counterclaim (a claim against the claimant) permitted
under these procedures that may be brought by an
opposing party. Once a Submission Agreement has been
signed, the procedures and timing set out in the Uniform
Code become operative and binding. Generally, parties
may not withdraw the Submission Agreement and Claim
without the consent of either the other parties or the
(9) Filing Fees and Deposits
- Include a check or money order made payable to the
sponsoring organization for the appropriate
non-refundable filing fee and hearing session deposit.
Where multiple hearing sessions are scheduled or
conducted the arbitrators are authorized to require
additional hearing session deposits by one or more
parties. Additional deposits also may be required to be
made for prehearing conferences with an arbitrator and
for the postponement of a scheduled hearing date after
the arbitrators have been selected. The arbitrators will
determine in the final award if these deposits will be
returned or assessed to another party. See the
arbitration rules of the sponsoring SRO for the
definition of a hearing session, as well as the
appropriate fee and deposit.
(10) Disclosure of Arbitration
Award - At some sponsoring organizations, public
customers must state in writing whether they either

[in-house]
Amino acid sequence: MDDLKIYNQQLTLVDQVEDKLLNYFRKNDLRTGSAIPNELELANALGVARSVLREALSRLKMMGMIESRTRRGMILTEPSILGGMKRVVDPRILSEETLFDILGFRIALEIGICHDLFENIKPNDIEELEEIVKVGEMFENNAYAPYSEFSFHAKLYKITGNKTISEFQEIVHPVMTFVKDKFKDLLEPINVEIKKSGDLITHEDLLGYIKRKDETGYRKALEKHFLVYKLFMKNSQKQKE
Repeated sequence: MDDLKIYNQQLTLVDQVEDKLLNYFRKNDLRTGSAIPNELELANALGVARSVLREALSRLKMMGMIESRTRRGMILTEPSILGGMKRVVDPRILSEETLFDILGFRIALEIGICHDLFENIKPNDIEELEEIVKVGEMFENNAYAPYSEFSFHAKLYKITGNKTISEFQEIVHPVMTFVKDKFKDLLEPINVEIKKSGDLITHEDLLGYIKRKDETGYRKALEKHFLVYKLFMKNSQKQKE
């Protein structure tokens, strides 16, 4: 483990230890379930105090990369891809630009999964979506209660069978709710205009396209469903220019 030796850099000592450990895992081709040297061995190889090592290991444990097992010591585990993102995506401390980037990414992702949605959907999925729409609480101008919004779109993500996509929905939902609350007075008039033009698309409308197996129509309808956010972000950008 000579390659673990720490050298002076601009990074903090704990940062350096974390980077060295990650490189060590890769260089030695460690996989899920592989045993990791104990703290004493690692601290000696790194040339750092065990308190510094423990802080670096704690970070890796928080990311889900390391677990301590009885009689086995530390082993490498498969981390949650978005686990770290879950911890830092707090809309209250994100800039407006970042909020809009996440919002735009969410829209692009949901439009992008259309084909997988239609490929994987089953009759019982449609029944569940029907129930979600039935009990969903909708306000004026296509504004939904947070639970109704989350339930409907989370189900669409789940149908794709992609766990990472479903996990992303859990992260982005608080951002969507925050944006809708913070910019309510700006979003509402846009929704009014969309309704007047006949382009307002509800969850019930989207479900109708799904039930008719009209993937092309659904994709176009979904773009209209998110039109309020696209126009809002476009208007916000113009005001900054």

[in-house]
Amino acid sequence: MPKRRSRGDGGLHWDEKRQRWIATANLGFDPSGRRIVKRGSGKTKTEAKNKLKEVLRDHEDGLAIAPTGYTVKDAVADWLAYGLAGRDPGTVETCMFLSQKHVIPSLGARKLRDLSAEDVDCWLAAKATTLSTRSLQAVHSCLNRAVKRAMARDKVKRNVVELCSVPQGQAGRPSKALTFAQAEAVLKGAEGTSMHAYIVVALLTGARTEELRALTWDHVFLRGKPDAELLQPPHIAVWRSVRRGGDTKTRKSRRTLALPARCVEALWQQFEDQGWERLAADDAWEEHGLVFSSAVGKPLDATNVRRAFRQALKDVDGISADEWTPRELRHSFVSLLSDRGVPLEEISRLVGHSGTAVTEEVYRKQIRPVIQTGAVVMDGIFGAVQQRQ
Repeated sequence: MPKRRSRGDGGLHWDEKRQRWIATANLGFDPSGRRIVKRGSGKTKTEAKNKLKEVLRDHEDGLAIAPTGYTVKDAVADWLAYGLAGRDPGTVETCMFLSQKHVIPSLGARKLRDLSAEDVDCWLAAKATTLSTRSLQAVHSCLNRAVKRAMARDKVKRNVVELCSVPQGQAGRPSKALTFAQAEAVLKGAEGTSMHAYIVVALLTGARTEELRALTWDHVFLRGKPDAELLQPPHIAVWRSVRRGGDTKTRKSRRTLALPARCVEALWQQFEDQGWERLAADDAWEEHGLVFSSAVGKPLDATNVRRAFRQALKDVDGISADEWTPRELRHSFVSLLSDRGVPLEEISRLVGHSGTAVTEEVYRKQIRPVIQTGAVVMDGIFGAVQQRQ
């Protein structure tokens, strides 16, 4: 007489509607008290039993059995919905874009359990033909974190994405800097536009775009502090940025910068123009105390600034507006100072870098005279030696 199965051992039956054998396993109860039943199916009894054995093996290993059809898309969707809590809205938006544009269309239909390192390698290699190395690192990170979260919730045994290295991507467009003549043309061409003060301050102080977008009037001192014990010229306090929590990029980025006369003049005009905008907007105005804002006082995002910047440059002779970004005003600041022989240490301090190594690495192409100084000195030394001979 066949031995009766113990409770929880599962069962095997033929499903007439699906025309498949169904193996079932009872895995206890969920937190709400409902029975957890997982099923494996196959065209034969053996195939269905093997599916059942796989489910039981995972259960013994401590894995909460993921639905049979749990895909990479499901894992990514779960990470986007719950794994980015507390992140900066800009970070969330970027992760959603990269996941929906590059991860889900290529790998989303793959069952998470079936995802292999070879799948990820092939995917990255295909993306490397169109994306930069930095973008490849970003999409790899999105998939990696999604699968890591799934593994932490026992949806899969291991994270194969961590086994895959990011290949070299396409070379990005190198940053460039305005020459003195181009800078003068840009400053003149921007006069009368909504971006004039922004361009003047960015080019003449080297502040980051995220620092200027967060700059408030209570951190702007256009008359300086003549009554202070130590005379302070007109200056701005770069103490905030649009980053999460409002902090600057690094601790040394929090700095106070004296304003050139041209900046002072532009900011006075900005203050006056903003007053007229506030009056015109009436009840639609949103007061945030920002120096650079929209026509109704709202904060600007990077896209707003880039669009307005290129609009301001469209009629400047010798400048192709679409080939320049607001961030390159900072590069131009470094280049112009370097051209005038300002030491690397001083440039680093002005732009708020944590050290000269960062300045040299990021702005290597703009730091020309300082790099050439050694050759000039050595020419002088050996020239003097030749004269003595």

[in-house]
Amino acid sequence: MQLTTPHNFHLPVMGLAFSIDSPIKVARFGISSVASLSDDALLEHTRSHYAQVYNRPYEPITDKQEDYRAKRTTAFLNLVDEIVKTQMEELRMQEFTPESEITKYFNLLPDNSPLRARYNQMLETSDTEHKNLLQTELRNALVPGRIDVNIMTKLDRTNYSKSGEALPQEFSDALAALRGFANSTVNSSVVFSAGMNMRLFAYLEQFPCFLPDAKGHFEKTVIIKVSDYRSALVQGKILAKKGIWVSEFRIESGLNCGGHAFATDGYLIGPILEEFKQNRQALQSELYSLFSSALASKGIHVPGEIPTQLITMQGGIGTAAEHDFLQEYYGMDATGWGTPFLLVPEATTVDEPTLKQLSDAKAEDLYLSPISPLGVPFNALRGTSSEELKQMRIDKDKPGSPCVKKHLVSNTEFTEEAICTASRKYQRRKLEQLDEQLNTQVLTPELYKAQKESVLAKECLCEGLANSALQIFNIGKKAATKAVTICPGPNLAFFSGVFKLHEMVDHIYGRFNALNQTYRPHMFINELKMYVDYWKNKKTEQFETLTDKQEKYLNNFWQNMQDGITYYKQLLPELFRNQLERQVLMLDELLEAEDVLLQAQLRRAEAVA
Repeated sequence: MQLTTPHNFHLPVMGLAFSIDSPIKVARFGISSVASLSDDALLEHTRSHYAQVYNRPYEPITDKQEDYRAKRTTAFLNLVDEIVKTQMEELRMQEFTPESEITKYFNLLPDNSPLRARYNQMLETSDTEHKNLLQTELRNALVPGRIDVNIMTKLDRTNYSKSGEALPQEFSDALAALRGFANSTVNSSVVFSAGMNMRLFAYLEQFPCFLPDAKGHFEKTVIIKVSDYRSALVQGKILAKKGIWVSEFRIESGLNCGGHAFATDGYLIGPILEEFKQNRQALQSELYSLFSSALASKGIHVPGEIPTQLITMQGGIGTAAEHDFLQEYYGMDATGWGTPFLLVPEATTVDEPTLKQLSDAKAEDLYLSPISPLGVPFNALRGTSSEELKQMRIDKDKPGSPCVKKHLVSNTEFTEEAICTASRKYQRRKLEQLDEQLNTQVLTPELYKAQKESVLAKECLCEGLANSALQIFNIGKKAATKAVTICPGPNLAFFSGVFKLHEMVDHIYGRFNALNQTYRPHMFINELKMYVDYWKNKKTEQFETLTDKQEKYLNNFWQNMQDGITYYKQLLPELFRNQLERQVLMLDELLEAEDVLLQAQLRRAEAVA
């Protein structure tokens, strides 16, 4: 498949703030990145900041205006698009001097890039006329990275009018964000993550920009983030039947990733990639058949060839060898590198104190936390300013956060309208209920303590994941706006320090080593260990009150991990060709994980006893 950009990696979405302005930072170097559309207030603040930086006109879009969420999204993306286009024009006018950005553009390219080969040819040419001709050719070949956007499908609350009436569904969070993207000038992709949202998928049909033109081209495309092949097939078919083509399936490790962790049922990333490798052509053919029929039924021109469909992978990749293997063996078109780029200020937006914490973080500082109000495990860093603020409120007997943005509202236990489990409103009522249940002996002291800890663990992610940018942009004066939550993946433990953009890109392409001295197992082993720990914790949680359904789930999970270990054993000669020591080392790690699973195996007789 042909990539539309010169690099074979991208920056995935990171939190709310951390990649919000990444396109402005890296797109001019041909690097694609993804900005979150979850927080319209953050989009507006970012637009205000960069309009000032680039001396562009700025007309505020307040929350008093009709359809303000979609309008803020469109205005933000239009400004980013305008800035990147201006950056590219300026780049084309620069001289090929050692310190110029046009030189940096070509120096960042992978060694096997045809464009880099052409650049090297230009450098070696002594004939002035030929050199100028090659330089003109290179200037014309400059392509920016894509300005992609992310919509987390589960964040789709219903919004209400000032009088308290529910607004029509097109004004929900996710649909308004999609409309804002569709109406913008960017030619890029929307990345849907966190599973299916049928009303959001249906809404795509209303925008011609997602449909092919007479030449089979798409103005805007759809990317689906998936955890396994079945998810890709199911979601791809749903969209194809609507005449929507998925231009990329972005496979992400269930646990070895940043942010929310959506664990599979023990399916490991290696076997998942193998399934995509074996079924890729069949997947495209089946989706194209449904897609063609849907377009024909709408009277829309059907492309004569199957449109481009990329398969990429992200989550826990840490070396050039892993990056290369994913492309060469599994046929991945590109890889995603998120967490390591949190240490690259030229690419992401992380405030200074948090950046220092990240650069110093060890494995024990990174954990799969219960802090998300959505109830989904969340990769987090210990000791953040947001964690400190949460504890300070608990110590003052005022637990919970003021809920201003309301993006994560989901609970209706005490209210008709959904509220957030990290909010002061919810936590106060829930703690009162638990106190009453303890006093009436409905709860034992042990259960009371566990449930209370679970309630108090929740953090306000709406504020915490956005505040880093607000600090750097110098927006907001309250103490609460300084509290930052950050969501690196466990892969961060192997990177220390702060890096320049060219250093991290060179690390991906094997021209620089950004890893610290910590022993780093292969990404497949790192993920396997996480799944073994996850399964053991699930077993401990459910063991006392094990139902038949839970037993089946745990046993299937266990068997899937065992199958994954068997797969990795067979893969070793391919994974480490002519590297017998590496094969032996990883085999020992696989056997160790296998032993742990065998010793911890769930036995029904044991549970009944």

permit or decline to permit the inclusion of their names
in the public version of the award.
(11) Incomplete Filing of a Claim
- A filing may be returned if it does not comport with
the rules. The Statement of Claim, with exhibits,
Submission Agreement, and non-refundable filing fee and
hearing session deposit should be submitted to the
Director of Arbitration of the sponsoring organization
at the address listed at the end of this pamphlet. All
pleadings, correspondence, and exhibits after the claim
is served must be sent to all parties directly with
sufficient additional copies sent to the Director of
Arbitration for the arbitrators and for the Arbitration
What Happens After the Claim
Once the Statement of Claim has been
received, the Director of Arbitration will send it to
the opposing party (the "respondent"). Any member (e.g.,
brokerage houses) of an organization listed in the
Services Directory may be a party in an arbitration